During the month of April, if you have a child with autism you can choose to celebrate and promote awareness. Or, as many fellow parents have decided, you can make it a month of autism action. This is what I have chosen as the mother of four chidren, three of whom are on the spectrum.
In years past, the trend in mainstream media coverage during April is that of feel-good human interest stories and studies released regarding the causes and contributing factors to this issue. However, this year has been different. In the months leading up to April, the media started recirculating an old Time Magazine article from 2010 with the completely false declaration that Jenny McCarthy had “admitted her son never had autism,” with the very contentious months prior surrounding her being hired as the newest co-host on the ABC talk show “The View.” This opened the flood gates for an increasing number of posts circulating on the internet regarding the topic of vaccines. While not unusual, the increasingly divisive and hateful tone widely circulated on every website and social media outlet was hard to ignore.
After the endless barrage of this type of “reporting,” I decided that I was going to find an unbiased source of news. My autism action was going to focus on figuring out where have all the objective, non-biased journalists gone along with their counterparts: the balanced information outlets where the reader’s intelligence is assumed, both sides of an issue are presented with non-inflammatory language, and critical thinking skills are encouraged.
True, there are many websites, magazines and organizations that portray themselves as independent sophisticated pillars of thought, social justice and informed opinions. I might have believed this was true if it weren’t for the examples they presented as fact-driven, non-biased stories written with the public good in mind. This month the CDC released updated autism prevalence statistics. The heartwarming human interest stories that news outlets and social media had been focusing on in prior months involving perfect strangers fixing broken cheeseburgers, standing up to verbally abusive restaurant patrons or entertaining little girls with autism on airplanes are notably absent. In their place, every publication under the sun has come out of the woodwork to jump on the negative attention bandwagon. The aforementioned “broken cheeseburger” story brought a wave of positive media focus for a restaurant chain that resulted in them designating a day to donate 10% of their proceeds to the National Autism Association, whose main focus of late has been on wandering prevention and providing families with the tools to handle an emergency situation if their loved one goes missing. In the end, they withdrew their support after the critical tone of social media drew backlash when it was turned into a vaccine issue where none existed. Many online outlets followed suit by picking up the story and spreading it far and wide, making it a clear warning to any corporation that supports an organization that chooses to offer help to families seeking alternative medical treatments.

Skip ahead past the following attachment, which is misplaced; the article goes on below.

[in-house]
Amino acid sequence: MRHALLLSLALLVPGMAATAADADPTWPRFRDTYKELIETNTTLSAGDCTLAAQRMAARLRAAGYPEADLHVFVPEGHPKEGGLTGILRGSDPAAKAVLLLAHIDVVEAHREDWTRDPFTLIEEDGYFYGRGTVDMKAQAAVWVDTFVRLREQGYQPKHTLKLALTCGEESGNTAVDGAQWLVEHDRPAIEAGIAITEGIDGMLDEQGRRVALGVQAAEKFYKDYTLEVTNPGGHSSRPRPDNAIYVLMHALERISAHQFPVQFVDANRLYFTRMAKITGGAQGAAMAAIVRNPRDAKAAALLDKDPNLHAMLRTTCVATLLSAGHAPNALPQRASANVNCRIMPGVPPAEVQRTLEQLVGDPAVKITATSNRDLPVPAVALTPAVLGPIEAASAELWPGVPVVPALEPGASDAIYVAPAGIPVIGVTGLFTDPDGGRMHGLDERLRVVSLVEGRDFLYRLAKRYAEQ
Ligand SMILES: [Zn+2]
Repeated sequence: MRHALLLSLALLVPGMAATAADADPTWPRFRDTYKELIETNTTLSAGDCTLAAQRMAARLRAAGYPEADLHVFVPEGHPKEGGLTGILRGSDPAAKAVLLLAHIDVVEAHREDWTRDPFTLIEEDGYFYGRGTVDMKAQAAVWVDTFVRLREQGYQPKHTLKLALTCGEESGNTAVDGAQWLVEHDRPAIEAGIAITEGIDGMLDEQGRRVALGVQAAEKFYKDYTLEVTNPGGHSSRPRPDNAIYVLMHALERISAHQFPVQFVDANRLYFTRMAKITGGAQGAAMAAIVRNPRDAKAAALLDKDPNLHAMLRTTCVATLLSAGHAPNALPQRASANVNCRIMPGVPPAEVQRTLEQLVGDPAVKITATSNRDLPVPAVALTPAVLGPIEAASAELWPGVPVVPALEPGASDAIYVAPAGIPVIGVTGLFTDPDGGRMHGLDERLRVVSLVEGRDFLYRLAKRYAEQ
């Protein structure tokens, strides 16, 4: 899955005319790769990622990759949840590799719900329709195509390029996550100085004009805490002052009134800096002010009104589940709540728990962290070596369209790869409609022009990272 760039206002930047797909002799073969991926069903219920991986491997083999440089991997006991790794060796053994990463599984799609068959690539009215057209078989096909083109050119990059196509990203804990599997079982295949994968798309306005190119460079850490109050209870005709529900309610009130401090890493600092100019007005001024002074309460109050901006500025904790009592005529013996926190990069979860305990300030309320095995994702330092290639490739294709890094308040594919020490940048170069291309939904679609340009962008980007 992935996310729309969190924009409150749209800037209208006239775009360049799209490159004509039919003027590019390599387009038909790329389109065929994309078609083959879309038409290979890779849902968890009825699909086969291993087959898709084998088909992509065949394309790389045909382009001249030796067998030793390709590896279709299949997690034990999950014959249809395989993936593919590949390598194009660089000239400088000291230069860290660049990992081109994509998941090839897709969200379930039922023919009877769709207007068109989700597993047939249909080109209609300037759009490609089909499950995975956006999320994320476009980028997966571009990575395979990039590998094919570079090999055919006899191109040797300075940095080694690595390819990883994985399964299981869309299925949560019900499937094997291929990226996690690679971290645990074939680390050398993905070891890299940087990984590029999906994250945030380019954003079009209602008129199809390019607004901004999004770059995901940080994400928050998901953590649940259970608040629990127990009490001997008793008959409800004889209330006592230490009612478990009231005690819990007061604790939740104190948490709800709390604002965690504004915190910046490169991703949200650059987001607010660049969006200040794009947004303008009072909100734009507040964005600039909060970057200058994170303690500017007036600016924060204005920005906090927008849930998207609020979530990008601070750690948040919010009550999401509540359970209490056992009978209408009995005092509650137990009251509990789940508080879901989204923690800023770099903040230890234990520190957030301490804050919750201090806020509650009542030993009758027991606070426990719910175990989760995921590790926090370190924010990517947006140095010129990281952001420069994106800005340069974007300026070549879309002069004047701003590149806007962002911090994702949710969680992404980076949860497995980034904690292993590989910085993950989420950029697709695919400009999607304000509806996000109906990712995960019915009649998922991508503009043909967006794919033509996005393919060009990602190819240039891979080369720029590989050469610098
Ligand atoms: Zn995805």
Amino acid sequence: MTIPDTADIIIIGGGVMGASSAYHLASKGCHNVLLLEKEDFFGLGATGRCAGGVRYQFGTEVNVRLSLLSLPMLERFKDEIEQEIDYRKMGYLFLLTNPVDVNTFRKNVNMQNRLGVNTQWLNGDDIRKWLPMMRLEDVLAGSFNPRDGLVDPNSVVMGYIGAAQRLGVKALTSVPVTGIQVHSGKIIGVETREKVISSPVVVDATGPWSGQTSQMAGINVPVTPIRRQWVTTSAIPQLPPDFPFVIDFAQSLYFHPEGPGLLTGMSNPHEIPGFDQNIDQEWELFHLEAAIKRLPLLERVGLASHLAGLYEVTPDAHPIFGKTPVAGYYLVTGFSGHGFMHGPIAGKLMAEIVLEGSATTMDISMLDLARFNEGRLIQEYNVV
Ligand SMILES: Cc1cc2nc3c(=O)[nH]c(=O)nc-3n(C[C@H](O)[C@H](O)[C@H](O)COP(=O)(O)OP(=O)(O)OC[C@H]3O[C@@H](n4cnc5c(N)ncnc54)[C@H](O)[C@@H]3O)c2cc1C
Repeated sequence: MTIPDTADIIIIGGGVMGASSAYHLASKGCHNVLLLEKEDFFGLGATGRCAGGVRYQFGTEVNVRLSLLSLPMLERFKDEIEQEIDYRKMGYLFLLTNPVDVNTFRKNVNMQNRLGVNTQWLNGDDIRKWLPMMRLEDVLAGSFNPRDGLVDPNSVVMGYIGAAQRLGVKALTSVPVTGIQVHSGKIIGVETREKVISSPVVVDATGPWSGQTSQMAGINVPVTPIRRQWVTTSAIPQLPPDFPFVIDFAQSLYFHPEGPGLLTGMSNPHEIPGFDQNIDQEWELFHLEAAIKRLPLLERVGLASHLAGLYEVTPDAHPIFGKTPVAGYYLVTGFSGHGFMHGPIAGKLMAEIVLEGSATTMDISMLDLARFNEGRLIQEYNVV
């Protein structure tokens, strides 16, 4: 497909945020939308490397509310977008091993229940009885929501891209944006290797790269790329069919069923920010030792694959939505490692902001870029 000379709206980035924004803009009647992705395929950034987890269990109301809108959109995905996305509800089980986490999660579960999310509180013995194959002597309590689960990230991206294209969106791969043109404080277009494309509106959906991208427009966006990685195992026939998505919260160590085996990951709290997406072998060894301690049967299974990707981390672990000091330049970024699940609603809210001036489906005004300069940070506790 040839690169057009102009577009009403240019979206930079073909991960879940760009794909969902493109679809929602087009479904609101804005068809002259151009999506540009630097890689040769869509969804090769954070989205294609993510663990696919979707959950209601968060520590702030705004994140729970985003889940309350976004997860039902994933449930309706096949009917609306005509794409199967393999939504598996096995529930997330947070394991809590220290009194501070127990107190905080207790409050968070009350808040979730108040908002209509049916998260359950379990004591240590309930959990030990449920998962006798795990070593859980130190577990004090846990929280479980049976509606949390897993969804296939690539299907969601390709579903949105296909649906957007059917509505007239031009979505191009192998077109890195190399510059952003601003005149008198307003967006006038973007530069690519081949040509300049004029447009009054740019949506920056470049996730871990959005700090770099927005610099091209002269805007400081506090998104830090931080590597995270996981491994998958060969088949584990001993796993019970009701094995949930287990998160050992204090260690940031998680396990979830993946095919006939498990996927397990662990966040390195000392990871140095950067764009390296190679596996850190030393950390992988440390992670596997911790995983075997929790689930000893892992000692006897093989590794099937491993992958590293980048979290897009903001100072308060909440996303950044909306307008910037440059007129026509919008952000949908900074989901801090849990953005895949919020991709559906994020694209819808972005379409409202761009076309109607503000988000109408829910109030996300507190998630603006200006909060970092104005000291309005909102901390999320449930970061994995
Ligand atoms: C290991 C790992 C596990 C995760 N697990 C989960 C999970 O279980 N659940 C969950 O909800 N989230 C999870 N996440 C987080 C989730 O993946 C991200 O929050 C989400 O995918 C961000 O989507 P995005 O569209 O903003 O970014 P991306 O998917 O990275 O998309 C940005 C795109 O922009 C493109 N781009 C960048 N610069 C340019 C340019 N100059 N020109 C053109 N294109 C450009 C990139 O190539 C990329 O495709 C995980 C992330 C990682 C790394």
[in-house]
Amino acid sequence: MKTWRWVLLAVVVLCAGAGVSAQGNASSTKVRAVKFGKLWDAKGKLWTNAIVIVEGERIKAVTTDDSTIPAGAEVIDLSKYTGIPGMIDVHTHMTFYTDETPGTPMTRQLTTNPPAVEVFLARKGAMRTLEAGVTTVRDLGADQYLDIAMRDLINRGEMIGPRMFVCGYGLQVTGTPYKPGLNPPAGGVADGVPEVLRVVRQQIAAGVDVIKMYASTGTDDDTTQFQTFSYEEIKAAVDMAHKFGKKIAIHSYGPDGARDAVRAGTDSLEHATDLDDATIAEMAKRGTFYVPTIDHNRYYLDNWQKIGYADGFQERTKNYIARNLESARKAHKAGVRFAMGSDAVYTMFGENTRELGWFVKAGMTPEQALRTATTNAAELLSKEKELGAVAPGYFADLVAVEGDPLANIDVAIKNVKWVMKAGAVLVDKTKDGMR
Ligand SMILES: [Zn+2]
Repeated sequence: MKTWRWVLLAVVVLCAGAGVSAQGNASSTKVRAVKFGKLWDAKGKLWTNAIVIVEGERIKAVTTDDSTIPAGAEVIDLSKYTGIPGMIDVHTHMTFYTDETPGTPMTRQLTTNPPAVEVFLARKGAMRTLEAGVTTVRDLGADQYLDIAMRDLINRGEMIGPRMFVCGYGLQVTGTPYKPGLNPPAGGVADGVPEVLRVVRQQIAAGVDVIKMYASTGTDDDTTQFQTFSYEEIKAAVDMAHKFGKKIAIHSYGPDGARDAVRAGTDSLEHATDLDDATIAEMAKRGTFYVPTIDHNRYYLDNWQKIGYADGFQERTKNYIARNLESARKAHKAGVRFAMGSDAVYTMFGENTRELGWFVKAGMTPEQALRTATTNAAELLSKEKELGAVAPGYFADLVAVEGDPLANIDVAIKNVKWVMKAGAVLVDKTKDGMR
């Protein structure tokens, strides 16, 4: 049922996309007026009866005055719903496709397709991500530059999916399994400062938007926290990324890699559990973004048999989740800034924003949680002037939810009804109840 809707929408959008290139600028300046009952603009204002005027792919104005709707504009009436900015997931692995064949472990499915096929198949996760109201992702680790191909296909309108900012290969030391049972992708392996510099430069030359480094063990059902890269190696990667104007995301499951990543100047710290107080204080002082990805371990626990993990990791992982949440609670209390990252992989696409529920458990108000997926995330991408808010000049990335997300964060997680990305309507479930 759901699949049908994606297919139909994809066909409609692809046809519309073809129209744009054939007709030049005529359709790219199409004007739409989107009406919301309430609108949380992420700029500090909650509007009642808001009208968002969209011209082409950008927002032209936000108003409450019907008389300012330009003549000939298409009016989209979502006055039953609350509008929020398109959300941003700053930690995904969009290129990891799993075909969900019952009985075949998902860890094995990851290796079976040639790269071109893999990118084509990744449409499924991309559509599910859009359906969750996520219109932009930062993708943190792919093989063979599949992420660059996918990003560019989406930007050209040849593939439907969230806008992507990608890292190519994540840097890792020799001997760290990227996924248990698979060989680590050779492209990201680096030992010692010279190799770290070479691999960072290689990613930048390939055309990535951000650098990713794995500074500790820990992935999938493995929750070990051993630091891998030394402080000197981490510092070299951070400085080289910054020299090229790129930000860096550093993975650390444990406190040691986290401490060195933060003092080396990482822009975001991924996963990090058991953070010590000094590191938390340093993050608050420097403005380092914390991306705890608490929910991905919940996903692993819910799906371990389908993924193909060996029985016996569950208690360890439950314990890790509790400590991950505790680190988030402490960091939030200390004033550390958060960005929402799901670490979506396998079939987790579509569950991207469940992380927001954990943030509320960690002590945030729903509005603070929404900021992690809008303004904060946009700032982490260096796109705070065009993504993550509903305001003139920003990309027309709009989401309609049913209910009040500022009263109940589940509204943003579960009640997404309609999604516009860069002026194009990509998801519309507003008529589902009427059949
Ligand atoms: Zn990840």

In my quest to find a progressive, non-biased media presence I went to the most notable sources of independent journalism. Mother Jones is a publication with a rich history, referenced on their website ” . . . Award-winning Mother Jones magazine is a project of the non-profit Foundation for National Progress (FNP), founded to educate the American public by investigating and reporting on important social and political issues of our time. The FNP launched Mother Jones magazine in 1976 and MotherJones.com in 1993 to bring uncompromising reporting to a broad national audience.”
Intrigued, I then did a internet search on the terms “Mother Jones vaccines” and was surprised to find a long history of negative posts that, to my dismay, did not provide a balanced, independent discussion on their pages. The next question I had was “Who is the Mother Jones reader?” Luckily, I didn’t have to go far. Not only is their press kit on their website, it is available in a small link in the bottom of every email they send. I was not prepared for what I found there.
Mother Jones delivers provocative articles that provide a perspective not found in the mainstream media. Mother Jones challenges conventional wisdom, exposes abuses of power and offers fresh solutions for positive social change.
78% of readers buy organic and natural products
43% of readers prefer using alternative methods of medicine/healing
86% of readers consider healthy eating and good nutrition important
45 % of readers shop at natural foods or health store at least once per week
84% use vitamin or mineral supplements
43% prefer alternative medicine/healing over prescription medication
39% use homeopathic/herbal remedies
90% attended college
40% have a household income greater than $75k
39% are opinion leaders
Our award-winning journalism is a touchstone for readers passionate about politics, the environment, culture, food, health, and human rights. Whether in print or online, the Mother Jones reader is smart, influential, environmentally-friendly, and socially-conscious. We deliver engaging and innovative platforms for these readers to stay informed, explore ideas, and feel inspired.
Magazines and websites rely heavily on marketing revenue from advertisers to pay the bills. Companies like to align themselves with publications that consumers have a positive image of; this is reflected in large advertising budgets designed to entice the reader to purchase products and services.